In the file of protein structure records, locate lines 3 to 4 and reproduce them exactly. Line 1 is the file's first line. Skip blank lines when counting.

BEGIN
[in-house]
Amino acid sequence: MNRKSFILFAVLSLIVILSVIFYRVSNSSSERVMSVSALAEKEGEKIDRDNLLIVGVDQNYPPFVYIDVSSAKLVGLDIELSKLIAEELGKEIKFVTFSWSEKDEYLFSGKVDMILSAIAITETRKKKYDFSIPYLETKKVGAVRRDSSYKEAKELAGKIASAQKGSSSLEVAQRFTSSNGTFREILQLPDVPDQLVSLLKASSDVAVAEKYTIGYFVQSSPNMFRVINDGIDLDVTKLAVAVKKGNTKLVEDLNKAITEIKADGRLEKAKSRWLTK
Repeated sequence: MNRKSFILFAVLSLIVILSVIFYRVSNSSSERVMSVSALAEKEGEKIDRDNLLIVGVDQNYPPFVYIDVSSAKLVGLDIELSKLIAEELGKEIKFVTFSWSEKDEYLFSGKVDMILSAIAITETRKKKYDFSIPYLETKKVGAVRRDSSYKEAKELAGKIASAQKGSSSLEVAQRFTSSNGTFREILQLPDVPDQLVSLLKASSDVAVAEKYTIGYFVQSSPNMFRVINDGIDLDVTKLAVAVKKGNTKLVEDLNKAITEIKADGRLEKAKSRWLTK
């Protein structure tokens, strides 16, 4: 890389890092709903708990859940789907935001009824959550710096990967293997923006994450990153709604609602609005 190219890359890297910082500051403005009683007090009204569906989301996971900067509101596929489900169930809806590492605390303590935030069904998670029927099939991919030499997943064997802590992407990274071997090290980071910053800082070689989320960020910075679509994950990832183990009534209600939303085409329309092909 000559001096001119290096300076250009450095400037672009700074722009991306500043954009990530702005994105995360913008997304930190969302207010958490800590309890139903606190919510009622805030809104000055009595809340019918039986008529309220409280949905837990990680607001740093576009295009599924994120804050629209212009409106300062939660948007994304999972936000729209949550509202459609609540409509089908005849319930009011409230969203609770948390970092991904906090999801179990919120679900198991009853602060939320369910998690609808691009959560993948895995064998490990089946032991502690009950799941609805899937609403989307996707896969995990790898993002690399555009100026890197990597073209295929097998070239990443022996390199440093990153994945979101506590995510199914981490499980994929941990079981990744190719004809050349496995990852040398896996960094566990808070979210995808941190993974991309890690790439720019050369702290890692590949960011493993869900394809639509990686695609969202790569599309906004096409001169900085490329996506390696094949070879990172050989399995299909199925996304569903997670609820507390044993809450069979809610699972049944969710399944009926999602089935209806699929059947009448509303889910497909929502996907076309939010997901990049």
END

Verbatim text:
Repeated sequence: MNRKSFILFAVLSLIVILSVIFYRVSNSSSERVMSVSALAEKEGEKIDRDNLLIVGVDQNYPPFVYIDVSSAKLVGLDIELSKLIAEELGKEIKFVTFSWSEKDEYLFSGKVDMILSAIAITETRKKKYDFSIPYLETKKVGAVRRDSSYKEAKELAGKIASAQKGSSSLEVAQRFTSSNGTFREILQLPDVPDQLVSLLKASSDVAVAEKYTIGYFVQSSPNMFRVINDGIDLDVTKLAVAVKKGNTKLVEDLNKAITEIKADGRLEKAKSRWLTK
């Protein structure tokens, strides 16, 4: 890389890092709903708990859940789907935001009824959550710096990967293997923006994450990153709604609602609005 190219890359890297910082500051403005009683007090009204569906989301996971900067509101596929489900169930809806590492605390303590935030069904998670029927099939991919030499997943064997802590992407990274071997090290980071910053800082070689989320960020910075679509994950990832183990009534209600939303085409329309092909 000559001096001119290096300076250009450095400037672009700074722009991306500043954009990530702005994105995360913008997304930190969302207010958490800590309890139903606190919510009622805030809104000055009595809340019918039986008529309220409280949905837990990680607001740093576009295009599924994120804050629209212009409106300062939660948007994304999972936000729209949550509202459609609540409509089908005849319930009011409230969203609770948390970092991904906090999801179990919120679900198991009853602060939320369910998690609808691009959560993948895995064998490990089946032991502690009950799941609805899937609403989307996707896969995990790898993002690399555009100026890197990597073209295929097998070239990443022996390199440093990153994945979101506590995510199914981490499980994929941990079981990744190719004809050349496995990852040398896996960094566990808070979210995808941190993974991309890690790439720019050369702290890692590949960011493993869900394809639509990686695609969202790569599309906004096409001169900085490329996506390696094949070879990172050989399995299909199925996304569903997670609820507390044993809450069979809610699972049944969710399944009926999602089935209806699929059947009448509303889910497909929502996907076309939010997901990049």